The Paris prosecutors’ office said toxicology tests conducted as part of a post-mortem found traces of cocaine and cannabis in the blood of the suspect, Ziyed Ben Belgacem.
He also had 0.93 grams of alcohol per litre of blood when he died on Saturday, the prosecutors’ office said. That is nearly twice the legal limit for driving in France.
The 39-year-old Frenchman with a long criminal record of drugs and robbery offences stopped at a bar in the early hours of Saturday morning, around four hours before he first fired bird shot at traffic police.
Then, 90 minutes later, he attacked the military patrol at Paris’ Orly Airport, causing panic and the shutdown of the French capital’s second-biggest airport.
Yelling that he wanted to kill and die for Allah, Belgacem wrestled away a soldier’s assault rifle but was shot dead by two other soldiers before he could fire the military-grade weapon in Orly’s busy South Terminal.
In an interview with French radio Europe 1, a man identified as the suspect’s father said Belgacem was not a practising Muslim and drank alcohol.
He said: “My son was never a terrorist. He never attended prayer. He drank. But under the effects of alcohol and cannabis, this is where one ends up.”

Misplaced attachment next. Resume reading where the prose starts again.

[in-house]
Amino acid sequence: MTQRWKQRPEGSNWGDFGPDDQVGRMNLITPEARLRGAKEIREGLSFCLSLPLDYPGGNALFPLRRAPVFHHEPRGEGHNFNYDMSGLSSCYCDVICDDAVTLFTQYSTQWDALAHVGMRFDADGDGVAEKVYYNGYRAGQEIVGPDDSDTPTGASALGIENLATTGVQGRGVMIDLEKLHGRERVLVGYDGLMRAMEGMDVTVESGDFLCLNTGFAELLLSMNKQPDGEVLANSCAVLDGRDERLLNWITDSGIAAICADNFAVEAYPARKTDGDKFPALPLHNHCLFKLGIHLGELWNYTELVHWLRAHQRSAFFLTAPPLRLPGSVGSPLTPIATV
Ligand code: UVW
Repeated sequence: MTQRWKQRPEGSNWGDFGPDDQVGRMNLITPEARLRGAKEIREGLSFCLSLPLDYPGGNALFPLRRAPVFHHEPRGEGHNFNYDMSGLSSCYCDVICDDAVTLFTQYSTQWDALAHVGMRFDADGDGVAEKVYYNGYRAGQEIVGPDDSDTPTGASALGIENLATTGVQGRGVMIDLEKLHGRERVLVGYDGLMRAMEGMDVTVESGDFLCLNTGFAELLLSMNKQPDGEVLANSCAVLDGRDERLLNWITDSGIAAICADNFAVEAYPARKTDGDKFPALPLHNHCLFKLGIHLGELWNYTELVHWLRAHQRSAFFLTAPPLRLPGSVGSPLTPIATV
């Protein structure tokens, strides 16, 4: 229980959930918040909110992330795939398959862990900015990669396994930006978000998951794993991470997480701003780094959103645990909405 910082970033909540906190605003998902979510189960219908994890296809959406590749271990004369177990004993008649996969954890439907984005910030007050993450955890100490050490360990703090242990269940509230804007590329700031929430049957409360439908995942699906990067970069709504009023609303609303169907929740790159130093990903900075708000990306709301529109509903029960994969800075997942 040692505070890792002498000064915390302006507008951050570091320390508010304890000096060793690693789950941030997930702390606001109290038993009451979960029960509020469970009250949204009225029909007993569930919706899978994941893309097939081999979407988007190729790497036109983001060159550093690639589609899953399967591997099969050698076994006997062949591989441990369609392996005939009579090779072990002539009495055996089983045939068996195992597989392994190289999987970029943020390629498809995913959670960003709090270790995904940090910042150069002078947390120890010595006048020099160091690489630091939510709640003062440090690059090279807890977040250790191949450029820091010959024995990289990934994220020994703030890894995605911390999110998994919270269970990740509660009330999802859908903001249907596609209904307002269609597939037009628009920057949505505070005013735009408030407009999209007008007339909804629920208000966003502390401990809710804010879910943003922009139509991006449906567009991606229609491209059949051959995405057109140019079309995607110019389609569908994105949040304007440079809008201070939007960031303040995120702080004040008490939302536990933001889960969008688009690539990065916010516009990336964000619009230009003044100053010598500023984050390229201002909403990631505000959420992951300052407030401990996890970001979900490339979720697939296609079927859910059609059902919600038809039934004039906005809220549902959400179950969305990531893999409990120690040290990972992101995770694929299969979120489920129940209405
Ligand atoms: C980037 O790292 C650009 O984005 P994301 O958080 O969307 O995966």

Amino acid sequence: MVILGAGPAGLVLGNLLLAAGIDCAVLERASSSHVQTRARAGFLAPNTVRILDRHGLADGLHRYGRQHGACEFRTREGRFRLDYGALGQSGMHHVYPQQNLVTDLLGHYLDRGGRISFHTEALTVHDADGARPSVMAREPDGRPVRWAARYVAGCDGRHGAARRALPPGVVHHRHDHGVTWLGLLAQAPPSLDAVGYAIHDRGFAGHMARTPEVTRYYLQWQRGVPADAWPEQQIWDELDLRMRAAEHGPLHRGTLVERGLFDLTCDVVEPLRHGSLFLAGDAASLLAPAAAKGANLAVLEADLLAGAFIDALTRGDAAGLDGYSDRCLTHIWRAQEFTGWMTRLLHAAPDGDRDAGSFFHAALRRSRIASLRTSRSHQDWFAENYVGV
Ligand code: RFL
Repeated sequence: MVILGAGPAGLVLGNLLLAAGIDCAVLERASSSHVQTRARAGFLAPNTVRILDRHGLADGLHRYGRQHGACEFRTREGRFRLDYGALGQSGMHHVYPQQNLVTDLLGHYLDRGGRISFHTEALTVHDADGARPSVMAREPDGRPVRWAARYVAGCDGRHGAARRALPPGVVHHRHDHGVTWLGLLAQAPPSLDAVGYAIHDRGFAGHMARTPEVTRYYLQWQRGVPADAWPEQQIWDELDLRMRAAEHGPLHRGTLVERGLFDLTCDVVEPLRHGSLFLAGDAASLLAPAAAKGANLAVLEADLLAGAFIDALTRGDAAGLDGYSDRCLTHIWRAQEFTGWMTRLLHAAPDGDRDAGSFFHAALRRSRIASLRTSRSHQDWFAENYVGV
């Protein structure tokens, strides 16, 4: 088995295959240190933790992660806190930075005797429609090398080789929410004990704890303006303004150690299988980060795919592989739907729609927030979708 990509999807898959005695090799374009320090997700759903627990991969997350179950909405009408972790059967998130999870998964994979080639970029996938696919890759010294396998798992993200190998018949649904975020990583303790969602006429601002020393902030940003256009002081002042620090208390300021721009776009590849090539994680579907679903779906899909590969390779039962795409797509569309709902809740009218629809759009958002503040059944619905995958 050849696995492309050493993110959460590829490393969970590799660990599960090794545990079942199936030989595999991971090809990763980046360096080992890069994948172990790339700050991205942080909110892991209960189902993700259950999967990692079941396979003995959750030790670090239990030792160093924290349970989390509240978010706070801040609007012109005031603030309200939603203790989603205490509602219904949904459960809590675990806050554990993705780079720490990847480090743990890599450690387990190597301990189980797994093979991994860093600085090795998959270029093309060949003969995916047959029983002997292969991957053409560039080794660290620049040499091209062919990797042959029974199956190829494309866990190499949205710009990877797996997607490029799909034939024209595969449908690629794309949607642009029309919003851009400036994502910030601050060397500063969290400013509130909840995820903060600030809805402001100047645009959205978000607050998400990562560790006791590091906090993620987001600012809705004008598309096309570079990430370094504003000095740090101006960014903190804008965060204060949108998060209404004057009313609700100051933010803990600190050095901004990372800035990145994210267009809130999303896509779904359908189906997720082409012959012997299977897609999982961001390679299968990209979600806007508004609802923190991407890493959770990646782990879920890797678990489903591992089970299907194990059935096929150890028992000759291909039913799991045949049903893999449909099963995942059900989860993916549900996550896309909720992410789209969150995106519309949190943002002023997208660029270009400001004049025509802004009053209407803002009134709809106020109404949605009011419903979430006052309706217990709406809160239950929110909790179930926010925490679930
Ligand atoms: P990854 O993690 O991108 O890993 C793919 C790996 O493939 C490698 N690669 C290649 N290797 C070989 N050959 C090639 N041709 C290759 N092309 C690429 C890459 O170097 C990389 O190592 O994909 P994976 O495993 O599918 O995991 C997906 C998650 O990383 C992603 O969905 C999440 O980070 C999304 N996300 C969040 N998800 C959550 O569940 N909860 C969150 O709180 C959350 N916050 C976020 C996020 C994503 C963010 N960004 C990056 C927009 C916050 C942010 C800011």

Europe 1 did not give the name of the father, who was released from police custody overnight on Saturday. Belgacem’s brother and a cousin were released later on Sunday.
Belgacem called his father and brother early on Saturday morning, minutes after he fired at a police traffic patrol, injuring an officer in the face, to say that he had made a stupid mistake, according to Paris prosecutor Francois Molins.
The man identified as Belgacem’s father said on Europe 1: “He called me at seven, eight in the morning and said: ‘There you go, Papa.’
“He was extremely angry, even his mother couldn’t understand him. He told me: ‘I ask for your forgiveness. I’ve screwed up with a gendarme.’”
A subsequent police search of Belgacem’s flat found cocaine, Mr Molins said.
Belgacem had been flagged as having been radicalised during a spell in detention in 2011-2012, the prosecutor said.
His house was among dozens searched in November 2015 in the immediate aftermath of suicide bomb-and-gun attacks that killed 130 people in Paris.
The Orly attack forced both of the airport’s terminals to shut down and evacuate, sent passengers and workers fleeing in panic and trapped hundreds of others aboard planes that had just landed.
Mr Molins said that according to the soldiers, the attacker yelled: “Put down your weapons! Put your hands on your head! I am here to die for Allah. Whatever happens, there will be deaths.”
The drama, which caused no injuries except for the light wound to the traffic police officer, further shocked France, which remains under a state of emergency after attacks in the past two years that have killed 235 people.